Wow. Until I got to the part that clarified that you did not grow up in the charge, I was lost and confused. The Church I grew up in does not produce people like you. (Yeah, yeah, I know. Sweeping generalizations.) To be fair my upbringing (family of origin) does not produce people like you, either, so I am probably biased.

    I was never good enough for my mom; I am rarely good enough for me. No matter how obedient I’ve been, I’ve never felt good enough for the church, and usually not good enough for God. “God likes me just the way I am.” That statement seems to be the antithesis of everything I experience Church to embody. I don’t know how you sit through “Way Number 1,237 You Need to Improve to Be Acceptable Before God” lessons, all that delightful “instruction”, and believe that God likes you just the way you are. But, I’d switch places with you in an instant.

    I wish, as a parent, I was more like your mom. But I have a deep, nagging fear that “kids today” like themselves a little too much anyway. I wish could see the fine lines where a healthy sense of self rests and where unmotivated/ absurdly self-entitled begin and end. I wish I could give my children all of the Church’s good and remove all of the bad.

    • Two of Three says:

      I also want to give my kids what my mom gave me. I don’t know if I am succeeding, but I am really trying!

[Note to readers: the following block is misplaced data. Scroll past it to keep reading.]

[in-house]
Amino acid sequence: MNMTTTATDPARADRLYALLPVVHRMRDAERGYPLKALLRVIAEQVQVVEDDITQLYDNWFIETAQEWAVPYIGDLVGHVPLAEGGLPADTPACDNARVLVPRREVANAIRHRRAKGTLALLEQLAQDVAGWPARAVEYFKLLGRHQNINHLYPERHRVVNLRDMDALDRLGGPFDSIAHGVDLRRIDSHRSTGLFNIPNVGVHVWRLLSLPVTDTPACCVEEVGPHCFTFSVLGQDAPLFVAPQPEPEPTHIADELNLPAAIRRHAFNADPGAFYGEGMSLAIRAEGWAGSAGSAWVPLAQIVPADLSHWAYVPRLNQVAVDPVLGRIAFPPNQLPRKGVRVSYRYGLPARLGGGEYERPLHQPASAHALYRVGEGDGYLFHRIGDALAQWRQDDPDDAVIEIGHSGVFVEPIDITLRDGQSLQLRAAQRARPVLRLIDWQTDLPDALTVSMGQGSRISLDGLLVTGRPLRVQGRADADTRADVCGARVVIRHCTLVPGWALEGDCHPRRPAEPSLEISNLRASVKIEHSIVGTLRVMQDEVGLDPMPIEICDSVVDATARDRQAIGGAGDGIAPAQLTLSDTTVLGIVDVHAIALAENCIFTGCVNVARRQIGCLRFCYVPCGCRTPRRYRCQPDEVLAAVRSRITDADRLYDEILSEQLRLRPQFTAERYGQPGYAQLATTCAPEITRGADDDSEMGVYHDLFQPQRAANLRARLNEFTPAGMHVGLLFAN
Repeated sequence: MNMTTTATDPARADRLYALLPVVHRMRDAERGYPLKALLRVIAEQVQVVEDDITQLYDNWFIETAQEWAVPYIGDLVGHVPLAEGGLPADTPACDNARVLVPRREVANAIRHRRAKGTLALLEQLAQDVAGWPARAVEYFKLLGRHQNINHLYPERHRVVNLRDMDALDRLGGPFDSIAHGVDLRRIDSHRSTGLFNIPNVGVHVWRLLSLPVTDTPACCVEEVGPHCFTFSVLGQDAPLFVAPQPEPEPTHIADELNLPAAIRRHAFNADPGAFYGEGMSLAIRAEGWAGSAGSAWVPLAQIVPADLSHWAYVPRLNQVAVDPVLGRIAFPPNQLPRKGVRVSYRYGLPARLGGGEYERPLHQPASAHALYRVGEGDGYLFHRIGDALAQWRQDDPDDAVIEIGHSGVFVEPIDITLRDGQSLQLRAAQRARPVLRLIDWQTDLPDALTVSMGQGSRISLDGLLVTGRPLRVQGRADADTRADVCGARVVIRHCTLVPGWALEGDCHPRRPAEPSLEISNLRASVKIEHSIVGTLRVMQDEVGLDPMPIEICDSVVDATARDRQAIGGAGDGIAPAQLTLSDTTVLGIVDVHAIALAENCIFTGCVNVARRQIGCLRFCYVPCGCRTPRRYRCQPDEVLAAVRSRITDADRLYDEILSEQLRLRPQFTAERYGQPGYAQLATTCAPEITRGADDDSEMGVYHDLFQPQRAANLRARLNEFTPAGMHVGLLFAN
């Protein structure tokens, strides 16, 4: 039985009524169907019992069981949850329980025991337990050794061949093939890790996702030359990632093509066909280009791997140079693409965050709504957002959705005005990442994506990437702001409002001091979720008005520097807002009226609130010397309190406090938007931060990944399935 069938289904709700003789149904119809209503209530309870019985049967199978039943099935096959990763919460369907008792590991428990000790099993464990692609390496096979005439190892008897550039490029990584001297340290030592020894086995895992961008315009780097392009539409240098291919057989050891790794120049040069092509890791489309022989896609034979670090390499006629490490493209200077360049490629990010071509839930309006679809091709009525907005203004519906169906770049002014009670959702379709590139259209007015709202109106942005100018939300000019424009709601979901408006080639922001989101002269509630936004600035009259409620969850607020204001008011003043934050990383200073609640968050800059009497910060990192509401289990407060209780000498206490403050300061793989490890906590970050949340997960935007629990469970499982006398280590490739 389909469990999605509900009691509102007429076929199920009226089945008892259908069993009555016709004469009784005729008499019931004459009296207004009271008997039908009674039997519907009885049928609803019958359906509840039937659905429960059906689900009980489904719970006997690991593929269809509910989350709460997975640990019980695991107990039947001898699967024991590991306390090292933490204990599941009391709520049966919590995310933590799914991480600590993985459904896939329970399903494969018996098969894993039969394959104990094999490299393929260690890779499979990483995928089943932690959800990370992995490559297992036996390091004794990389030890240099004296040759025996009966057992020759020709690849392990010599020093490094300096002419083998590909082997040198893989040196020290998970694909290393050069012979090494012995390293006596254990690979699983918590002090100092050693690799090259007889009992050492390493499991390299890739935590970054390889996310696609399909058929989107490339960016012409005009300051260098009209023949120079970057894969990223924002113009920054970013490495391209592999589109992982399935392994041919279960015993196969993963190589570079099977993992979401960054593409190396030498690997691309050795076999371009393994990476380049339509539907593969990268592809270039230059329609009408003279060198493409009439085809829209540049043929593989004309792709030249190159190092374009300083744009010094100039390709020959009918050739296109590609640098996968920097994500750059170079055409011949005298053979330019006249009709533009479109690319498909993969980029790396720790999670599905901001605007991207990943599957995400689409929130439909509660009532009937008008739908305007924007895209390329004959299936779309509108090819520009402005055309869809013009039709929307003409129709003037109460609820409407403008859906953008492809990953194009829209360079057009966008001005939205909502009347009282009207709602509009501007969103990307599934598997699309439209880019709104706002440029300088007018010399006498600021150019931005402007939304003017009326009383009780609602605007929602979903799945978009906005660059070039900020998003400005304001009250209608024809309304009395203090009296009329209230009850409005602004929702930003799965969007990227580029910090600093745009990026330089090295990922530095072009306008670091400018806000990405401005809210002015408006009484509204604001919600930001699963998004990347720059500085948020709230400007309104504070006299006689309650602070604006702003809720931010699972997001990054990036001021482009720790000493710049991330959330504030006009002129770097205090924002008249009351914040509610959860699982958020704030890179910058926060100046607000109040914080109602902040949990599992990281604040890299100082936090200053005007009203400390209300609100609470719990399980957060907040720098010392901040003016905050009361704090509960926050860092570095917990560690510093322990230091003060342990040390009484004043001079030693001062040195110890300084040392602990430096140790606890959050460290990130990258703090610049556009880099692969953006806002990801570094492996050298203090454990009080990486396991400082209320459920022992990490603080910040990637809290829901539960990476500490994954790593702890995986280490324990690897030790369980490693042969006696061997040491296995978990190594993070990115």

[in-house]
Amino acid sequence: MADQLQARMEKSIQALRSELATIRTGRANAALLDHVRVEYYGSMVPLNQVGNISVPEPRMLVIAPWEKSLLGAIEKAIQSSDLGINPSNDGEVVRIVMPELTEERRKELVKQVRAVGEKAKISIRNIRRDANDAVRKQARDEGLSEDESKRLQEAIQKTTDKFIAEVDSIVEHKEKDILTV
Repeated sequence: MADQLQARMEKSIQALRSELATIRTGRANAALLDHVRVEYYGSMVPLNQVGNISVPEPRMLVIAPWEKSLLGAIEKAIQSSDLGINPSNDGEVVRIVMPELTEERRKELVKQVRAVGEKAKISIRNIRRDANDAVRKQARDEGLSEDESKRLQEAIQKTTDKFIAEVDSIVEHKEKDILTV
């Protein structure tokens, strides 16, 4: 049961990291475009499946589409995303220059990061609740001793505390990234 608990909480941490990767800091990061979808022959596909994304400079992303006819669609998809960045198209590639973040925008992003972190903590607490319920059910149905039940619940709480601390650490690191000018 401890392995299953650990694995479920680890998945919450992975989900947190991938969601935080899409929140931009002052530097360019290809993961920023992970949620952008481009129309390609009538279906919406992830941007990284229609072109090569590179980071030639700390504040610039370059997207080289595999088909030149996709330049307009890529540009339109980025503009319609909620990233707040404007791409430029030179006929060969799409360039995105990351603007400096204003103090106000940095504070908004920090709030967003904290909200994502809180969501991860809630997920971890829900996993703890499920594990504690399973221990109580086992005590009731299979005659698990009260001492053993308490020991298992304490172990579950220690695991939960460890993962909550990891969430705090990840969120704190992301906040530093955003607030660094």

5. Emily U says:

    This post is interesting because it comes on the heels of my reading an article in The Atlantic about how parents constantly telling their kids how awesome they are is bad for them:

    So it’s interesting to me that Two of Three connects her happiness with the unconditional love and acceptance of her mom. I want to give my kids that, too, but also worry about the balance between acceptance and accountability.

    But it’s great Two of Three has always liked herself. I wish I could say the same.

  6. BethSmash says:

    I know exactly how you feel!!! I didn’t necessarily get the ‘self esteem’ card, but I sure got the happiness card. And I know that it is a gift. I’m a happy person, and I like to make those around me feel happy. I’m not entirely successful – but I smile a lot, to help share the happiness wealth. That’s not the only thing I do – but it’s the easiest thing. It’s nice to know that other people have something similar about them.

  7. Allison says:

    I have also come across the negative attitude in the church towards self-esteem and it really irks me. My husband and I attended an institute class with the topic of narcissism, entitlement, and the “Me Generation.” While I realize this growing trend might be true to some extent and self-esteem is obviously something that can be taken to an extreme like all other things, I see nothing at all wrong with the type of healthy, joyful feelings you shared about liking yourself. I didn’t feel like that difference was clearly distinguished in the institute lecture I attended and I left feeling like he was telling us self-esteem was a bad thing to have. In a church where people already feel unworthy and guilty enough because our standards are set so unattainably high, I don’t think this is a message we need to be pushing on people.